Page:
As cliché as it may sound, the best thing about the GLN Summer Clerk Programme is the people you meet and interact with – either within your agency or the wider GLN community. I quickly realised that I was chatting with some of the brightest minds and people with bags of experience. As a GLN Summer Clerk, being able to pick their brains every day is a privilege in itself. Despite having packed schedules, everyone (including the Solicitor General Una Jagose KC) was incredibly patient and caring. When you coupled up these incredible people with the GLN Programmes' events, it added to the experience that much more. As Summer Clerks, we had the opportunity to attend workshops around mindfulness and Te Ao Māori, which I thoroughly enjoyed as I got to engage with other Summer Clerks and discuss important topics. Overall, the constant support from everyone involved in the GLN Programme allowed all the clerks to get the most out of it – something which I am immensely grateful for.
Working in the public sector was something I had not thought about deeply while studying. However, the GLN Summer Clerk Programme does a fantastic job of giving you a flavour of what it is like, and I am now hooked. If you have been curious or intrigued about anything while reading the Summer Clerk Profiles, I highly recommend applying for the Programme. The application process for the GLN Summer Clerk Programme is very straightforward. It invites you to be real and true to yourself, so I would advise you to use it as a moment of reflection. When responding to questions, be open and honest because your experiences (both personal and professional) have shaped you into who you are today, so be proud of them. Finally, having a positive attitude and a smile on your face goes a long way!
I’ve enjoyed being involved in practical and interesting legal work during the GLN Summer Clerk Programme. My team made sure to include me in all the various aspects of their jobs so I was able to get a broad experience while at Police. I felt I was able to make my own small contribution to their work with my research skills which was very rewarding.
The opportunity to discuss experiences with the other clerks working across government means you get an understanding of not just your own placement, but theirs too. The workshops and other events are great at facilitating that discussion and it was valuable to hear about what working at different places in government is like.
I strongly encourage people to apply for the Programme. The chance to work in a government legal team while studying is hard to come upon and very rewarding. The GLN Programmes Team are really supportive throughout the whole process, from applications to while you’re working at your agency.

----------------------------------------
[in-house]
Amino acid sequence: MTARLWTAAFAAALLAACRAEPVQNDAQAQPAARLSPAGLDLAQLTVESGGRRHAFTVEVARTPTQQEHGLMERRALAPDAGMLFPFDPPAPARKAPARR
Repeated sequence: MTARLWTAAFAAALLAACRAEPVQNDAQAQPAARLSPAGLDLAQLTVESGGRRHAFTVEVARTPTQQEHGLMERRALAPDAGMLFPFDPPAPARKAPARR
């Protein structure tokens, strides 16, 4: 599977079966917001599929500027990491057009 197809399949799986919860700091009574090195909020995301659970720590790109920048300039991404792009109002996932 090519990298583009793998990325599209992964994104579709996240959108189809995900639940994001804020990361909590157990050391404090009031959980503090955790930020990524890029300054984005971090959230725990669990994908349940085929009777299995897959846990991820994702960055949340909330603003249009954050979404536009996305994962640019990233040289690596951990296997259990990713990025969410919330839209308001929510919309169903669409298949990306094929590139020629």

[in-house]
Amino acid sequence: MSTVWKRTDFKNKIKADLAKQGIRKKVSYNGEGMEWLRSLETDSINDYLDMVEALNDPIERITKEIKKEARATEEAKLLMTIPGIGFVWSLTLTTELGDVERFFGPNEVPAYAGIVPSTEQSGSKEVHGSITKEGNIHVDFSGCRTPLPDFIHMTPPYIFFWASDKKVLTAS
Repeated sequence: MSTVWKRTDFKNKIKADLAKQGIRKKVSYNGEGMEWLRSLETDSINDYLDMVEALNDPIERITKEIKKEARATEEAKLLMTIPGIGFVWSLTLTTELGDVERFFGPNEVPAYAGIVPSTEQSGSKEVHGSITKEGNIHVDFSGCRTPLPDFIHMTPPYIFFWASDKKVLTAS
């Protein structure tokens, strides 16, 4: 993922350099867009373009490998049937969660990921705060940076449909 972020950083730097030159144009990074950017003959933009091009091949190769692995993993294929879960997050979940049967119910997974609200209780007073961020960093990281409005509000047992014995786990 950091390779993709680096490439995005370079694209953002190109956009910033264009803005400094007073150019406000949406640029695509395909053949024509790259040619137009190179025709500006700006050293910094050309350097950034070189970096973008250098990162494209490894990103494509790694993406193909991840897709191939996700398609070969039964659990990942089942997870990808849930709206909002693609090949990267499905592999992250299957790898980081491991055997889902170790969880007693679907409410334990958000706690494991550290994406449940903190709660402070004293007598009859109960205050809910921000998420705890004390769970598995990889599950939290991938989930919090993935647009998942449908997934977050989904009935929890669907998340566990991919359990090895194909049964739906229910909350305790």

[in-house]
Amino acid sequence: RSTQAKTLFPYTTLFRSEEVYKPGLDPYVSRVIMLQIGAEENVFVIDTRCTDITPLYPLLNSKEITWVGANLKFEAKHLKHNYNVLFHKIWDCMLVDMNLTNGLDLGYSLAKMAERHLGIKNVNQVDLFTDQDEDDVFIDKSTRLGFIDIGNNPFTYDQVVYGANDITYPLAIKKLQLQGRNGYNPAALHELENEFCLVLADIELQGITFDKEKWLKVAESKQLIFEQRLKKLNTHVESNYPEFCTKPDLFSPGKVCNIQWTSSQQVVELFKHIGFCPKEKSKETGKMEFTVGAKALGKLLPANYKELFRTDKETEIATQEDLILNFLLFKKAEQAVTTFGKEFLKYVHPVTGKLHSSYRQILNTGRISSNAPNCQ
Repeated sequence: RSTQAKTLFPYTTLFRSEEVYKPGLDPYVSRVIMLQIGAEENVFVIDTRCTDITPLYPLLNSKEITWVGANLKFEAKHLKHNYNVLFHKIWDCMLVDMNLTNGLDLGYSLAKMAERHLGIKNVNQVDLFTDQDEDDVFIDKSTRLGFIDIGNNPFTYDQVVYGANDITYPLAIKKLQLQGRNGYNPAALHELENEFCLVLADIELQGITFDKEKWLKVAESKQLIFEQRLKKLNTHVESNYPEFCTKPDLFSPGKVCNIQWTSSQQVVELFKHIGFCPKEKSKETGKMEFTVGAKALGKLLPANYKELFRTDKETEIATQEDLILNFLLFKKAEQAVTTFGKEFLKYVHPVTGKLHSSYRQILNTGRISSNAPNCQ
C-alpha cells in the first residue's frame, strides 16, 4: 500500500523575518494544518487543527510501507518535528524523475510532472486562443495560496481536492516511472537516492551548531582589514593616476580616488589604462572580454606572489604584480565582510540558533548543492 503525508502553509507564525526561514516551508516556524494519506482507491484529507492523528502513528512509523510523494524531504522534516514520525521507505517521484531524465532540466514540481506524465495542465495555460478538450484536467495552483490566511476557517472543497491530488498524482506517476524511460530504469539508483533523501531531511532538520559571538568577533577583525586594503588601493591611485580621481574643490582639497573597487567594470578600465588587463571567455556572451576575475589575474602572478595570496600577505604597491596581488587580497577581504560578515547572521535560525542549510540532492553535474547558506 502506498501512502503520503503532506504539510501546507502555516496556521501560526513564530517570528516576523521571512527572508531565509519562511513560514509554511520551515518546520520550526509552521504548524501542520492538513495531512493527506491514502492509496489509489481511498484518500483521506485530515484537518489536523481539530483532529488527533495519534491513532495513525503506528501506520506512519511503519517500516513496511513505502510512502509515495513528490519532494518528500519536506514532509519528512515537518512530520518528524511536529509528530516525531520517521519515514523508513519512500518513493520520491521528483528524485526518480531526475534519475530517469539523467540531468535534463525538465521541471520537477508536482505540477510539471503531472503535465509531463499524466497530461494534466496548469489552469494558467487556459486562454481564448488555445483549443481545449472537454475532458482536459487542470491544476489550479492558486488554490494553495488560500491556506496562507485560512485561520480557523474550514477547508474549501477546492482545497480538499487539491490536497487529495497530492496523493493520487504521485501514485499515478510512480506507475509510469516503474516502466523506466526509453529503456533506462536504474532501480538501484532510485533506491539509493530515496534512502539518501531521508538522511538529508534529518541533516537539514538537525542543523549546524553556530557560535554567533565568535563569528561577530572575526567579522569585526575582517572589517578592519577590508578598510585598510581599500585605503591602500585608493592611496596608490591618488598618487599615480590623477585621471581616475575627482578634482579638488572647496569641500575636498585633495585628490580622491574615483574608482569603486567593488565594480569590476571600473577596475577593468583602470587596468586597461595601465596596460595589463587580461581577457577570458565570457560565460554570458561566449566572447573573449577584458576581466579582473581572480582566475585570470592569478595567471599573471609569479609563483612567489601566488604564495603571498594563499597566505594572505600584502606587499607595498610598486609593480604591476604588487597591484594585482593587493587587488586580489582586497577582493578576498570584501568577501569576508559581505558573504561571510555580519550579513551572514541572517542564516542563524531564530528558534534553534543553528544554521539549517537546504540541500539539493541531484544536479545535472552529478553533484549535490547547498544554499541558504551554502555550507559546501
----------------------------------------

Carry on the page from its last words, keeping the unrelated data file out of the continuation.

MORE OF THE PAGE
Ministry of Justice
I’ve been included in a range of interesting projects. These include long term projects such as adoption reform and the implementation of Te Au Reka in the Family Court, as well as short term, reactive tasks such as responding to OIA requests, Ministerials, and media requests. It’s been exciting to apply myself to areas I previously knew nothing about, and learn new, transferable skills.
I’ve really enjoyed working in the public service, and it’s highlighted that studying law doesn’t mean you need to work in a private sector law firm.
The absolute best part of the programme is the community and support you receive. Your manager and colleagues at your agency are all willing to help, but there’s also external support from the GLN Programmes Team and a great community of other Summer Clerks. There are a group of friends all going through similar challenges in different agencies, and it makes you feel less alone.
In saying that, another great thing about the GLN Summer Clerk Programme is the wide range of projects the other clerks work on. It’s amazing to discuss what we’ve been working on and hear the huge variety of responsibilities lawyers and advisors are given.
I’ve also enjoyed the tours we’ve been on. I’ve so far toured Parliament, the Supreme Court, and the Family Court. Despite studying in Wellington, it’s not often that you see the inside of a courtroom as a law student.
If you do think you’d like to work in the public service my best advice would be to go for it! Although spots in the programme are very competitive, you don’t need to have an A+ average or be a master in your agency’s area. I knew very little about family law before starting at MOJ and had never worked in a law firm or other agency. But I wasn’t expected to – the clerkship is an opportunity to learn new skills and apply yourself to interesting projects. Agencies are looking for interns who bring fresh perspectives, can communicate effectively, and are ultimately willing to get stuck in and try new things. If that sounds like you, you should consider applying!